The XPro-2 OVF

Sorry for the overdose of Alicia over the last few posts. I just happen to be reviewing some stuff we made together over a variety of occasions during 2016 in vastly different geography and location. I had a few emails asking for some examples and clarification of what I discussed the other day regarding rangefinder style viewing and looking at it in reverse. Specifically instead of seeing things that may move themselves into your frame, looking at stuff that you will move into the frame while working a subject.

Lets start with a frame that I really like, actually liked a lot of them leading up to the one that follows as well.

As I mentioned last time I was using the XT-1 meaning SLR style viewing. Great, all fine and dandy. Then I made the next shot aware of the line on the left of the frame.

I'm still kinda okay but wanted more of the arm on the right of the frame and was feeling a bit nervous about the way that line on the left was going to interact with the frame edge so I now have a couple of choices to make really quickly as this was a period of more activity by A. starting with the first frame as compared to the ones that came before.

  • I was using the 18-55mm at 35 so I could backup and go tighter on the focal length. No go I was as at the farthest distance I could be already. Tight space.
  • Move myself a hair to the left and frame more toward the right. Okay, that sounds right. Intellectually I knew there was shit over on the right but figured I had a bit of leeway.

Okay, that's working. No strange edges on the left interacting with the frame and I'm okay with that dark furniture behind A.'s arm but it's a bit close to the edge for where this is going next. I'll lean back a bit, frame a bit more to the right but first one more frame.

Cool, Alicia's going to get wider, as in take up more horizontal space the very next frame. Lean back, frame more towards the right…

Oh, shit there's cords and all sort of shit that was way closer than I thought they were intellectually. Hard to port. Shit, there's that line and now I really don't care for it exiting the frame and still I have a little hunk of that damn cord. Move in a bit and try to hide it.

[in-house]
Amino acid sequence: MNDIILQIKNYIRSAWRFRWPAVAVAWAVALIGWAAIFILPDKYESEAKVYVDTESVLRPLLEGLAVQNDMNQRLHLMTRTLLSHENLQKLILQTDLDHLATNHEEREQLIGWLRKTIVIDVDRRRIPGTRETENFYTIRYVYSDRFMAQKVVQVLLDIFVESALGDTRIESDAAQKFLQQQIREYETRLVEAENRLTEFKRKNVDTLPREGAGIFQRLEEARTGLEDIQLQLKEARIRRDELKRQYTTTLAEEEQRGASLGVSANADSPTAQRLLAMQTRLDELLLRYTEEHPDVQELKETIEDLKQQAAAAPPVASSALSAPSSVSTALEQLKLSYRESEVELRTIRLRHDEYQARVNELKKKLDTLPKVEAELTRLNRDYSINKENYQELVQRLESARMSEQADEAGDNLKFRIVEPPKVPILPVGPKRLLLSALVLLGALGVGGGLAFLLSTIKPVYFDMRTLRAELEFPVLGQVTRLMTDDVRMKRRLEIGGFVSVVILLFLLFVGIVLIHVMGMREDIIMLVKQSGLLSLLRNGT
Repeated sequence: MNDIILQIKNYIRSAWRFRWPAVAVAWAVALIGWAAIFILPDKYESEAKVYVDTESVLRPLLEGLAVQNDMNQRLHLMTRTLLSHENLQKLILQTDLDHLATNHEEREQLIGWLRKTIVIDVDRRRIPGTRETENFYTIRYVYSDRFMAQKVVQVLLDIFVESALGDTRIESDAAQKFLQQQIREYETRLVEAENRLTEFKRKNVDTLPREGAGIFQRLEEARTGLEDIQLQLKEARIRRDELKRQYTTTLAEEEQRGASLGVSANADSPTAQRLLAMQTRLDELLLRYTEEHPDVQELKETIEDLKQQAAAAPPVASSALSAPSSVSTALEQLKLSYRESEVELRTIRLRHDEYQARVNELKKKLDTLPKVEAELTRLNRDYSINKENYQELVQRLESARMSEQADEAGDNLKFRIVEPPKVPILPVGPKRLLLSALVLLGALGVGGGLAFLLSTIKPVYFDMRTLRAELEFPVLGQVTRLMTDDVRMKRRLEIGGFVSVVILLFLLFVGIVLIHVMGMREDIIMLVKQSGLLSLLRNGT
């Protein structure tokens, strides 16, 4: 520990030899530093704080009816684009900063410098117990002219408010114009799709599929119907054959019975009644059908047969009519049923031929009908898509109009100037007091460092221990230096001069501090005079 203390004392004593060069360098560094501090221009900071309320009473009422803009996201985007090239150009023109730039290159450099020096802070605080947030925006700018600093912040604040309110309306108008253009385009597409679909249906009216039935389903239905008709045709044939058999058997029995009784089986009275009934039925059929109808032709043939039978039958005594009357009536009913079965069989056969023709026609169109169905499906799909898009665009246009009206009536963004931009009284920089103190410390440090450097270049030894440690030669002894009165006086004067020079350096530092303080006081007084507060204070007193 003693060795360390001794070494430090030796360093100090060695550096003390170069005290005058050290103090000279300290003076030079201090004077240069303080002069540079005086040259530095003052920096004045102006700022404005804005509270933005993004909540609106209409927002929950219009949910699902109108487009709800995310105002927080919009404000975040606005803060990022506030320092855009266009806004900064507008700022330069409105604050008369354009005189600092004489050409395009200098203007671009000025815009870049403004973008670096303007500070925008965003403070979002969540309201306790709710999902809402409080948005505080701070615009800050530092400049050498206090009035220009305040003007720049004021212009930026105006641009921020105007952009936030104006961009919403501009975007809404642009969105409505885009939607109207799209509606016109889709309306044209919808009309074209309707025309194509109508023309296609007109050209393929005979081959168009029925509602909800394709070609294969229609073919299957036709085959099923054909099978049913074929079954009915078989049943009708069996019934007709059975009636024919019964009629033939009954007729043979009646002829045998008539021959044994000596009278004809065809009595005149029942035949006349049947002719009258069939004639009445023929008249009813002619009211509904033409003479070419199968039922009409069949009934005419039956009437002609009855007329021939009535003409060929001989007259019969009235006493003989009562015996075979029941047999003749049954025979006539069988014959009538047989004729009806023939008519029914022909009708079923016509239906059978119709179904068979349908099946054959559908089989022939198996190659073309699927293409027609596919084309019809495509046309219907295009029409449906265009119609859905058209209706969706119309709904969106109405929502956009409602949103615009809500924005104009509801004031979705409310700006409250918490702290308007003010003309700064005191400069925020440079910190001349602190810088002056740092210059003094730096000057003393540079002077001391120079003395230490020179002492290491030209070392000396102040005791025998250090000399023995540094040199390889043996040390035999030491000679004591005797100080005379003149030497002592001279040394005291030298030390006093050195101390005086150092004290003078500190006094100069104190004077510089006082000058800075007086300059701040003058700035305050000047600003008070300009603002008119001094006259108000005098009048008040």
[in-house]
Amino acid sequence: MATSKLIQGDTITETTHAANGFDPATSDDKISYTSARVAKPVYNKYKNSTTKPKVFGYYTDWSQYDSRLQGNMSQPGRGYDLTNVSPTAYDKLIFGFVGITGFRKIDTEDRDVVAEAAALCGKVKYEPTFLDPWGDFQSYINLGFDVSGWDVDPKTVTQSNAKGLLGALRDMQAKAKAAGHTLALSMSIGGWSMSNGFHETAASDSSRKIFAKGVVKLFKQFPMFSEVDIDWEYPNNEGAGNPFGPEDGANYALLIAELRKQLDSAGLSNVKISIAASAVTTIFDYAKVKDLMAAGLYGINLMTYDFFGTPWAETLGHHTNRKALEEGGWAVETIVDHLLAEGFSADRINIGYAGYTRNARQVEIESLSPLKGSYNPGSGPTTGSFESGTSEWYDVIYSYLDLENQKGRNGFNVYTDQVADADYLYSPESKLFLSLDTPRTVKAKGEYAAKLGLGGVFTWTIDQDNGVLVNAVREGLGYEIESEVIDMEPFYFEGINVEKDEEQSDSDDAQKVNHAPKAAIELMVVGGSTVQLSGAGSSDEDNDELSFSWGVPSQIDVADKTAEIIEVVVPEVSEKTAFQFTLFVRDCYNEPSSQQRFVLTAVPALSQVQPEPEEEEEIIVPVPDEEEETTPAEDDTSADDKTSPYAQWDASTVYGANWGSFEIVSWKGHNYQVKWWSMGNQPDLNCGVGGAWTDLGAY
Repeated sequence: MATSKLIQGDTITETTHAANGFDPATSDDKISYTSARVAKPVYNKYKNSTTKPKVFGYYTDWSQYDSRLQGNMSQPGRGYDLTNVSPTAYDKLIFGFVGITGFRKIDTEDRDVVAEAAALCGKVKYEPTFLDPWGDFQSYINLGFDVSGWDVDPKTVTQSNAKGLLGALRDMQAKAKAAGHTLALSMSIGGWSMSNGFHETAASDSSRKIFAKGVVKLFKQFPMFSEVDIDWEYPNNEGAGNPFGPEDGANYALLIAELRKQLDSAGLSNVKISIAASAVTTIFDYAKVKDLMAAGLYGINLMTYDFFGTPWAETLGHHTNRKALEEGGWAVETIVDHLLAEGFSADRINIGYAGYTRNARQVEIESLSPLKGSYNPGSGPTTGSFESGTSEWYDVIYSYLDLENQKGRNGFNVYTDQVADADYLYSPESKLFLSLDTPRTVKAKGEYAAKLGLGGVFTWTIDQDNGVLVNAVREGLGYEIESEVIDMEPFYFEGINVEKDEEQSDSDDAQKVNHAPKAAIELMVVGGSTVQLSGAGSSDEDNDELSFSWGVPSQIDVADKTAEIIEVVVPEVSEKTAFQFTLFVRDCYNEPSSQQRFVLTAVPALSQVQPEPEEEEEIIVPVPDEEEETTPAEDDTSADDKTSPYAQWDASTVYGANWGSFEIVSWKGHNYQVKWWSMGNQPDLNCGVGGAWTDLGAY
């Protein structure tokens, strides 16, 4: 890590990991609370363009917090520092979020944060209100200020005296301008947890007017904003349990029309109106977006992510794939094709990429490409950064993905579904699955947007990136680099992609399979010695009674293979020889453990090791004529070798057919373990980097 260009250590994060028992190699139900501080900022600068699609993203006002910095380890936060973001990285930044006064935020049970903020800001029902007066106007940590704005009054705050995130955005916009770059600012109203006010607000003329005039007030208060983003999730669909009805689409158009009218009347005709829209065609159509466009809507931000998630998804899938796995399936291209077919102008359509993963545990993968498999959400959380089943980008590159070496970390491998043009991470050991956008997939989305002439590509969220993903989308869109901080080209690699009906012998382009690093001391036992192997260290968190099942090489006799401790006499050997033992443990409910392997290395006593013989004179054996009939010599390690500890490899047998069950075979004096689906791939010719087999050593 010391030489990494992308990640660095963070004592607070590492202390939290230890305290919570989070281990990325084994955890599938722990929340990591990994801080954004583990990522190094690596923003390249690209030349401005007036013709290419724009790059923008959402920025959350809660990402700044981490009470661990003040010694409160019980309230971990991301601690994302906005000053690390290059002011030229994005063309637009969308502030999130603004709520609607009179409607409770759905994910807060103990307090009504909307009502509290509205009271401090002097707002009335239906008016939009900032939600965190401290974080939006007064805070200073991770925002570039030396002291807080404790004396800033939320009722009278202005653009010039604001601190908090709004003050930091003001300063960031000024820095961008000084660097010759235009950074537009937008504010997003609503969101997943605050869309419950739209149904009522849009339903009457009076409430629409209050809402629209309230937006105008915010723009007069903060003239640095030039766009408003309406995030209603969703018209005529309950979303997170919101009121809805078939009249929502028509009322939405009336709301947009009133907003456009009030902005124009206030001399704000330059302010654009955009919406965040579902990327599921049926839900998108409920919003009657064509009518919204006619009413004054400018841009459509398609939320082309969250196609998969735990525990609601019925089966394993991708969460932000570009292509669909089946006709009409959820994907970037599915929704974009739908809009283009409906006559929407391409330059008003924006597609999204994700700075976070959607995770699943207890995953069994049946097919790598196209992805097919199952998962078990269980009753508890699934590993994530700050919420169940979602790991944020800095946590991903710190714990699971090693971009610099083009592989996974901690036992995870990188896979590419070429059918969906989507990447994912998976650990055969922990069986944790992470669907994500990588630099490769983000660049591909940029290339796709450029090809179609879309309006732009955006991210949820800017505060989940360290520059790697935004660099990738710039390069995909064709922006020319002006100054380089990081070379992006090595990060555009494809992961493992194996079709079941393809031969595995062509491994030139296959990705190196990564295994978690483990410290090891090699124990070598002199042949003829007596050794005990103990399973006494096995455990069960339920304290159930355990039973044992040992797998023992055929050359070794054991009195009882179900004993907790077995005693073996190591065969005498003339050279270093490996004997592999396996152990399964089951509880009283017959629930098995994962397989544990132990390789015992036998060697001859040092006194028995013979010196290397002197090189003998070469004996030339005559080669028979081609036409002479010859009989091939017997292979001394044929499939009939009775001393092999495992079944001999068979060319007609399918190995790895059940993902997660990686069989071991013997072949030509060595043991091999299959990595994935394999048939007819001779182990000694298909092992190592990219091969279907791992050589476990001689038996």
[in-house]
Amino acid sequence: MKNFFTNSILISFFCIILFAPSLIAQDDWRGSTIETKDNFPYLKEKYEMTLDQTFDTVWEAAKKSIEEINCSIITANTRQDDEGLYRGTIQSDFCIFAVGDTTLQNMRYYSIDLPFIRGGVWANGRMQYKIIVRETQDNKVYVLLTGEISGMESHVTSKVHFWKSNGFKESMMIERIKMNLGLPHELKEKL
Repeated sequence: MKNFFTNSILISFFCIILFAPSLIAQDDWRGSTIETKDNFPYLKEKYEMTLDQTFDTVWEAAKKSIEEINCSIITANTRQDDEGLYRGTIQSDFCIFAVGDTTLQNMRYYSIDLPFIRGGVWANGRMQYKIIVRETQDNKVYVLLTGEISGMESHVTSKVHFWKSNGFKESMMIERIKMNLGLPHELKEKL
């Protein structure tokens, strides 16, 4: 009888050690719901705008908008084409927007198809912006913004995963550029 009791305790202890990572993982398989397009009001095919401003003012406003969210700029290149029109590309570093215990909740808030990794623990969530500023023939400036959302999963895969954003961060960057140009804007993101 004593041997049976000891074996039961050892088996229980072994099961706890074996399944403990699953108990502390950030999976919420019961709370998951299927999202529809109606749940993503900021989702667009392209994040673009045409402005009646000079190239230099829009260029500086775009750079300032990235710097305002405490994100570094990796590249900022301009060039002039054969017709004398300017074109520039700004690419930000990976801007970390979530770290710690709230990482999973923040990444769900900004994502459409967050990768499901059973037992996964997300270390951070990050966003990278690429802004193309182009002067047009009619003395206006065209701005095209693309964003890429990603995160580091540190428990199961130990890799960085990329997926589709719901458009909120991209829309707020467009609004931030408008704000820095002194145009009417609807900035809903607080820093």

Damn it, still a bit of cord but I'll shoot anyway because I like the gesture and shapes and light.

You may find this example kind of stupid, you may even say who cares about that bit of cord assuming you like the rest. You might even say, fix it in post. Sure, all valid but still an illustration of the kind of thing I'm talking about and definitely will cause different decisions when you can see what's going on real-time outside of your framing while making decisions on where you'll position yourself and anticipating what's coming next from your subject (kind of key when making pictures of people).

These occasions with Alicia way back last spring were with a relatively manageable set of image components shooting relatively tight at a 50mm equivalent FOV. I can tell you first hand after having made a few thousand frames with the XPro-2 with more complicated visual circumstances, especially when using a much wider FOV the ability to see outside of my current frame was huge in avoiding the same kind of thing positioning myself and making framing decisions on the fly far more intuitive and efficient. A great example where I really felt a difference was here dealing with 32,000 different lines and objects last month.

End Notes

All photos made with the Fuji XT-1 and 18-55mm XF. Processing via Lightroom CC using a home-grown preset plastered on.